There are two paradoxes at the heart of representative democracy. The first is that the government is elected by a part of the population but is supposed to rule for the whole population. Of course, politicians always say they do represent everybody, but do we believe them? The second paradox is that once elected, politicians are advised by experts who know a lot more than they do about the things they have to decide on, nevertheless, they make the ultimate decisions. What’s worse is that some studies into what politicians know show they know little more than even the general population.
I’d like to suggest that these two paradoxes are not problems to be solved but arise from a fundamental misunderstanding of what it means to represent the people, and what it means to have political knowledge. By misunderstanding these basic aspects of democratic decision-making, we have left our institutions of representative democracy open to the twin troubles that have plagued Western democracies since the 70s, increasing polarization and decreasing trust. By understanding these paradoxes and where they come from, we can strive towards more self-aware democratic practices that resist needless polarization and build trust.
Paradox #1 Who do you work for?
Unless a government works by consensus, the government elected by some will be required to rule for all. Advocates for electoral reform might suggest proportional representation and coalitions to improve the situation. But even if governments rule with a coalition of parties representing 80% of the popular vote, the basic tension never goes away. Constitutional minority rights and guaranteed seats such as in New Zealand and Lebanon have also tried ensure minorities are represented or at least respected, but these institutional features are too rigid to capture all the ways one can be a minority. Indeed, every policy issue has its minority opinion.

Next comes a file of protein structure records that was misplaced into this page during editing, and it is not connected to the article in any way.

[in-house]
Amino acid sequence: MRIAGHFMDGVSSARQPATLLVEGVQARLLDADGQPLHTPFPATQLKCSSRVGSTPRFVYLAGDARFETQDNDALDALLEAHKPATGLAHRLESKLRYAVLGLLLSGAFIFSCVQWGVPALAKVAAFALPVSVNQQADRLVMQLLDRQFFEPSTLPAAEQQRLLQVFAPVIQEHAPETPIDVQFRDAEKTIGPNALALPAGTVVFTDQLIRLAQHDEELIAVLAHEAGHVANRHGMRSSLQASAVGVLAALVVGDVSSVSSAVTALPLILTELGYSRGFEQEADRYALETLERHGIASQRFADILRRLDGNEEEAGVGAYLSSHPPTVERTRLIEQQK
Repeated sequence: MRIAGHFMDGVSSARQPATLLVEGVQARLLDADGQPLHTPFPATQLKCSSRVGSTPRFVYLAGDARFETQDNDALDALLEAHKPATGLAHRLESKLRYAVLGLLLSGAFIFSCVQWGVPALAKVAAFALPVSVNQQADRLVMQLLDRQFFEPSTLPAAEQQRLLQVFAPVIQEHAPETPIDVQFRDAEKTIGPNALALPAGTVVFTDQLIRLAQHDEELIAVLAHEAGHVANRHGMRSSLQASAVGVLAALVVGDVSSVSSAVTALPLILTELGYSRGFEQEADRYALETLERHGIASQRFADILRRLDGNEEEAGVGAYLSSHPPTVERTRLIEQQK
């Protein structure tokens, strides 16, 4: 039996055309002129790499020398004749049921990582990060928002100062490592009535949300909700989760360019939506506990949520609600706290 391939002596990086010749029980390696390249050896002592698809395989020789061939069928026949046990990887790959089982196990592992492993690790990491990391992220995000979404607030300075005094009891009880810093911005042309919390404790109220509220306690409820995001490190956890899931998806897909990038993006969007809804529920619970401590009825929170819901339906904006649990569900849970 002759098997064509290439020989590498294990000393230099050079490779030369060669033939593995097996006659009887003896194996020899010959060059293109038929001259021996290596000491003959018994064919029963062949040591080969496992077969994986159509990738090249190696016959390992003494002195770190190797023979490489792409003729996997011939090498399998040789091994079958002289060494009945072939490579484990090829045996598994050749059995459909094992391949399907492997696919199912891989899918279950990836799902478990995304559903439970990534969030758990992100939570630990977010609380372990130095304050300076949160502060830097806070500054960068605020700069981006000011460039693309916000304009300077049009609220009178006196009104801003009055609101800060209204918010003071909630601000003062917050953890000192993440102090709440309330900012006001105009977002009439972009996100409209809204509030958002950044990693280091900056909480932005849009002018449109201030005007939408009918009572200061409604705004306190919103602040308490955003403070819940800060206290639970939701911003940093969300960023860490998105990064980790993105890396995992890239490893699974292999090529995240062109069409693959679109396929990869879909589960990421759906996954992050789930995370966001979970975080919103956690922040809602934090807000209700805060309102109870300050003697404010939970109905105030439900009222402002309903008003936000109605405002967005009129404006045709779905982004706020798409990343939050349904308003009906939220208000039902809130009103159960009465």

At its worst, this tension produces cynicism about the whole democratic enterprise (think #NotMyPresident). People do not see a single government for all. Politics is seen as a mere contest in which warring factions and classes attempt to capture institutions. Once the institutions are captured, the concerns of the “barbarians at the gates” (whoever the so-called “barbarians” may be) can be safely ignored, at least for a time. Although these battles may not be fought with arms they work to reinforce existing solitudes and prevent creating the kind of common life which is a precondition of seeking lasting solutions to shared problems.
This polarization has been dismissively referred to as political tribalism. These diagnoses of the problem miss that these are not simply groups for groups sake, but represent real differences in interests, power, and visions of what a better world looks like. Conflict is also a part of politics not a disease to be gotten rid of. The question is whether democratic institutions are merely another battlefield on which these conflicts can play out or is there a way to think of these institutions that is capable of bringing people together across radical disagreements while respecting those disagreements?